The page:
Usually students turn their drills in as a page or so of writing. Depending on the class level and length, I will then ask students to go through their selected text and find text examples, with citations, of each of the elements. Sometimes this is a separate assignment with the same text, and sometimes they do the drill plus quote examples with another text.
What happens next after the drill is also important—when I say above that the APATSARC drill is a beginning tool for analysis, I mean that it can’t stop there. It has become more clear to me recently that in this instruction, I need to take time to explicitly teach the difference between summative and analytical reading. Many students, even those coming to a prestigious college from a prestigious high school, may not have much experience with analytical reading. Many report that if they do writing about reading at all (which they may not actually do), it’s often in the form of a book report, a summary if ever there was one. I think that the ability to read analytically is something in the “hidden curriculum” of college—that curriculum of skills, approaches, and knowledge we sometimes expect our students to have or quickly develop (without explicitly teaching them).
I have recently begun to run a poll in my classes. In a freewriting session, I ask them: what is the purpose of reading? Then, what is the purpose of writing? I ask for students to volunteer excerpts from their freewriting and I put these ideas on the board, as illustrated in the image below. Majorities in five of my classes in my Spring 2017 semester (a mix of Comp 1 and Comp 2 classes) and in my Summer 2017 Comp 2 class said (with some variation) reading is for comprehension, understanding, and feeding one’s mind. They said that writing is for communicating, explaining, or expressing, to convey content, or to record voice or thoughts. There has tended to be strong agreement on the “expressing” bit.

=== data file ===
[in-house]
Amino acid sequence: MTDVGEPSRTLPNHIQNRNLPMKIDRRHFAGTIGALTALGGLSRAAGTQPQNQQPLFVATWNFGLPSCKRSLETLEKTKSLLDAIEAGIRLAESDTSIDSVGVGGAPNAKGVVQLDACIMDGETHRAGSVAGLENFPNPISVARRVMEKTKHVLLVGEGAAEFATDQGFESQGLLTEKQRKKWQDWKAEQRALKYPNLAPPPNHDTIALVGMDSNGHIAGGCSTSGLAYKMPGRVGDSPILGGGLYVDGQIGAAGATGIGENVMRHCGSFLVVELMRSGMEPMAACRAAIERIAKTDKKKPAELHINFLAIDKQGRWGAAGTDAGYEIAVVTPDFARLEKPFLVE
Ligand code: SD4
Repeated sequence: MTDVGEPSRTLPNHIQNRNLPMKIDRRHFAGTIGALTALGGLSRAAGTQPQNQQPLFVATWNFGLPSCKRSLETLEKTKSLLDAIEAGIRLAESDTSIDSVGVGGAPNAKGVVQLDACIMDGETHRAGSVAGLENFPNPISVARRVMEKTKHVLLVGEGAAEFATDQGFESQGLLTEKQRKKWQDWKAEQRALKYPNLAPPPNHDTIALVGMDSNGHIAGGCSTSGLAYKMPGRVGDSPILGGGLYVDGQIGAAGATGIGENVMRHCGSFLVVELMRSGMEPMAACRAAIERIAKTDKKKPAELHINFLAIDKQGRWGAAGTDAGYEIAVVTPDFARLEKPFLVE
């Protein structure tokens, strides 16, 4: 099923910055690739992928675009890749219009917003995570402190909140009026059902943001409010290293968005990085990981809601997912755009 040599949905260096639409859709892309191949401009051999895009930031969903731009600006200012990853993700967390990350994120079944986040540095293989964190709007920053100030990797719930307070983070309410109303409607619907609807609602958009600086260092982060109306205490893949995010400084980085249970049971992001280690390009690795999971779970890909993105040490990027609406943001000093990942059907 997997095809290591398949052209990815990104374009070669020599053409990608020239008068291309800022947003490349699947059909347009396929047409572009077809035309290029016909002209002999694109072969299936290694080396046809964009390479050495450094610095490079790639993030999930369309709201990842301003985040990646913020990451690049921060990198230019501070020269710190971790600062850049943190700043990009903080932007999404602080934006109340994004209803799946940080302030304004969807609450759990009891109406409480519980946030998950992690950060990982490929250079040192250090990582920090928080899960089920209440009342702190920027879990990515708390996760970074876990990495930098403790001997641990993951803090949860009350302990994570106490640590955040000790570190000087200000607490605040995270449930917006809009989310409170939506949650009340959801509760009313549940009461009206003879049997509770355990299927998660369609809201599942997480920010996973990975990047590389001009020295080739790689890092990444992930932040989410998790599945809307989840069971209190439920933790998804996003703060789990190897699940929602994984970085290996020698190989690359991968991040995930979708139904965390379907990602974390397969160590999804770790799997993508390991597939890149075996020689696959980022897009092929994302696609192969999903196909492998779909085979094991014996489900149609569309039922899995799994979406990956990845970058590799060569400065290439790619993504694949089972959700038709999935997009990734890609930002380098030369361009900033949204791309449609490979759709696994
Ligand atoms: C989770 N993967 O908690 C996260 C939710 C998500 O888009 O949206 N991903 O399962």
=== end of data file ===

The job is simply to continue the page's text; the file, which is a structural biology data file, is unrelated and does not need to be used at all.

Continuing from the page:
What happens next has become one of my favorite teaching moments. Next to what the students think reading is for, I write what professors think reading is for: concept comprehension, argument analysis, and writing strategies. Next to what students think writing is for, I write what professors think reading is for: argument, analysis, conveying information, understanding and applying concepts. I like this because the contrast of what the students believe and what the professors think is stark, and I often hear little gasps or exclamations or murmurs as I write the professor side.
In the picture below, the summer class responses are up on the board in blue, while the professor responses are in black. On the very right is a list of why professors tend to get irritated by summary.
These results from my current class closely match results from my Spring classes. The similarities between what professors think and what students think about reading is limited to one category: information gathering or comprehension. After that, the reasons diverge: students think that reading is primarily focused on this kind of summative competency, while professors ascribe a number of analytical tasks to reading. The same is true with the answers for writing: for the students, there is a heavy focus on writing to convey or to express, whereas with profs, the focus is on conscious argumentative strategy and analysis (often when writing about another text).